Themes and Meanings
At the beginning of this story, the narrator comments that it will show that an island must be tiny before it can be filled with any one person’s personality. The islander, who dreams of creating the perfect world, ends up being his islands’ victim, not their master. It is as if the islands have a life and power of their own. The narrator comments that going to an island is like jumping off a secure little point in time into a timeless world in which the present moment begins to expand in great circles and the solid earth is gone: The usual crutches of time and space are knocked away. The myriad spirits and infinite rhythms of centuries dwarf and overwhelm the individual who tries to assert his individuality over the island.
On the first island, his perfect world crumbles when the island’s people, events, and spirit prove beyond his control. On the second island, he attempts to create around him a still and desireless space but is defeated by his sexual desire. On his third and last island, he wishes to avoid contact with anyone or anything that disturbs his isolation or intrudes on his perfectly ordered existence.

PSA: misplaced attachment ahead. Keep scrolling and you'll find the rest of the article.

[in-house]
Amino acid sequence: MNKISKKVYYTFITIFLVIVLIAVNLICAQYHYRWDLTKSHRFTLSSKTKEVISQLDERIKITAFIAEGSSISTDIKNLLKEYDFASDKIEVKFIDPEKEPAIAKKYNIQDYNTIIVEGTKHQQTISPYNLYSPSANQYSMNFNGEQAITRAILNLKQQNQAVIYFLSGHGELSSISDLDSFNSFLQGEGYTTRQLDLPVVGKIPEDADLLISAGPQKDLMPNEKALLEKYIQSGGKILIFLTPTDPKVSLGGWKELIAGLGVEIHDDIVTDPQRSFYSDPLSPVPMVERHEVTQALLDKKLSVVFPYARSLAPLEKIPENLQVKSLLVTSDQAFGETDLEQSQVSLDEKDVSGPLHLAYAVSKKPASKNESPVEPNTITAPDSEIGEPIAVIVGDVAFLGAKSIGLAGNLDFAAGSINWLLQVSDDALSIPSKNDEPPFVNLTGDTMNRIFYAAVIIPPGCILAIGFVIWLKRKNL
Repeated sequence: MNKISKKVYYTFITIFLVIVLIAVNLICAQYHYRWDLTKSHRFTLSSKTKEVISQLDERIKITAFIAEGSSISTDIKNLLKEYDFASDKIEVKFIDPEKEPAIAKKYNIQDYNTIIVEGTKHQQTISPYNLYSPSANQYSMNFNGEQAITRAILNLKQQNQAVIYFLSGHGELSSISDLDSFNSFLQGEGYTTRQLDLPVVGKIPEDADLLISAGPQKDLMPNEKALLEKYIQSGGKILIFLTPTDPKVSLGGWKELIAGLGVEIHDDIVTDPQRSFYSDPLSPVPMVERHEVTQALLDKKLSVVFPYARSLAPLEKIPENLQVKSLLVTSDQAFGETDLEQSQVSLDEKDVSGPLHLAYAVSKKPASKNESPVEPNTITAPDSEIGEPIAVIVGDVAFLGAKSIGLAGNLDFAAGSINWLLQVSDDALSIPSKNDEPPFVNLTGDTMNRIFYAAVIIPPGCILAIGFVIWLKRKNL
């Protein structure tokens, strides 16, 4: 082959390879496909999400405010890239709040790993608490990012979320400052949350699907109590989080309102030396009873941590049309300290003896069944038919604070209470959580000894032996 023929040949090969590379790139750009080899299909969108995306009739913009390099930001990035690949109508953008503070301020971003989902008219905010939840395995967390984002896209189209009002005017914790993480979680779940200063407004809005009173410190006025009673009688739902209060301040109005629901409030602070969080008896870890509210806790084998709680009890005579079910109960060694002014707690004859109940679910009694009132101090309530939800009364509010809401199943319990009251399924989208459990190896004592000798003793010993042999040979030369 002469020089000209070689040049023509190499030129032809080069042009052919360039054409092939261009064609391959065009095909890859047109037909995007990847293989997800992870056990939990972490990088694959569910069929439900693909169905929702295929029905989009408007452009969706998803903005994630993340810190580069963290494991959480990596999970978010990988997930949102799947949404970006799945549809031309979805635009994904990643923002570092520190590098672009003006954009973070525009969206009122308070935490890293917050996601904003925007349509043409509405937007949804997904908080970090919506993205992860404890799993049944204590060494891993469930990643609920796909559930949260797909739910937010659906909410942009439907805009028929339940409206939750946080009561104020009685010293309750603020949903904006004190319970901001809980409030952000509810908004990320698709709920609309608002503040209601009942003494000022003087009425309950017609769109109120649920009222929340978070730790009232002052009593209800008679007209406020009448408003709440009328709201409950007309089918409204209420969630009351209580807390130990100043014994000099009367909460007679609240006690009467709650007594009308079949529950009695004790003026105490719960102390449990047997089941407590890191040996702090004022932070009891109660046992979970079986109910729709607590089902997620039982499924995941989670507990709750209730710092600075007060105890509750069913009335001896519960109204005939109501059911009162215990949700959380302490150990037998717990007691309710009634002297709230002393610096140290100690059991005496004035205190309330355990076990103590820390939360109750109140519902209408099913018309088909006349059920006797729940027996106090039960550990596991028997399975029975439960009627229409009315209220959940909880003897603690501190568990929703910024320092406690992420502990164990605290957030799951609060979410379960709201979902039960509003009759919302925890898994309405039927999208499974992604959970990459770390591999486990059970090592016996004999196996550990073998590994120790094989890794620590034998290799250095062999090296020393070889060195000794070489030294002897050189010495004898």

Each island is more bare and less populated than the last, but Cathcart still fails to impose his own identity on them. His circle of influence decreases to the size of his tiny hut, and even then, he constantly feels under threat from outside influences. As his environment progressively slips out of his control, he becomes angrier and more malevolent. He ends up a sick, shattered wreck of a man, vainly struggling against the ebb and flow of life.